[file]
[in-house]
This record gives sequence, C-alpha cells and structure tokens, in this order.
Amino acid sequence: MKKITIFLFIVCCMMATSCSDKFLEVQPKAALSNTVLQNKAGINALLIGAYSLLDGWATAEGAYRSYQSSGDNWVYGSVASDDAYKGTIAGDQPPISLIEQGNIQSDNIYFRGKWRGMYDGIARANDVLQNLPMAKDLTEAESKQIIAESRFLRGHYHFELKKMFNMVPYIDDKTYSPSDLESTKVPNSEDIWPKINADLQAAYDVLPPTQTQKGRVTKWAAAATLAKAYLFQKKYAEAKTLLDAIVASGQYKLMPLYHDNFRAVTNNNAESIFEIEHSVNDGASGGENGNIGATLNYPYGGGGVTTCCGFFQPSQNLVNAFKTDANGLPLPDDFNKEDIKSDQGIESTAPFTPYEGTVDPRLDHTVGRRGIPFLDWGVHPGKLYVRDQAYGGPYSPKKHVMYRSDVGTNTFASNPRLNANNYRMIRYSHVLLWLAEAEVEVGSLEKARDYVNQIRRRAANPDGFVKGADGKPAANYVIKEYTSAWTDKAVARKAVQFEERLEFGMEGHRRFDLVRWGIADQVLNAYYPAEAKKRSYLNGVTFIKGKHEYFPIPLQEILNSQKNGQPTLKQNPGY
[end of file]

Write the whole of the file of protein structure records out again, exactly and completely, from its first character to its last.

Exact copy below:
[in-house]
This record gives sequence, C-alpha cells and structure tokens, in this order.
Amino acid sequence: MKKITIFLFIVCCMMATSCSDKFLEVQPKAALSNTVLQNKAGINALLIGAYSLLDGWATAEGAYRSYQSSGDNWVYGSVASDDAYKGTIAGDQPPISLIEQGNIQSDNIYFRGKWRGMYDGIARANDVLQNLPMAKDLTEAESKQIIAESRFLRGHYHFELKKMFNMVPYIDDKTYSPSDLESTKVPNSEDIWPKINADLQAAYDVLPPTQTQKGRVTKWAAAATLAKAYLFQKKYAEAKTLLDAIVASGQYKLMPLYHDNFRAVTNNNAESIFEIEHSVNDGASGGENGNIGATLNYPYGGGGVTTCCGFFQPSQNLVNAFKTDANGLPLPDDFNKEDIKSDQGIESTAPFTPYEGTVDPRLDHTVGRRGIPFLDWGVHPGKLYVRDQAYGGPYSPKKHVMYRSDVGTNTFASNPRLNANNYRMIRYSHVLLWLAEAEVEVGSLEKARDYVNQIRRRAANPDGFVKGADGKPAANYVIKEYTSAWTDKAVARKAVQFEERLEFGMEGHRRFDLVRWGIADQVLNAYYPAEAKKRSYLNGVTFIKGKHEYFPIPLQEILNSQKNGQPTLKQNPGY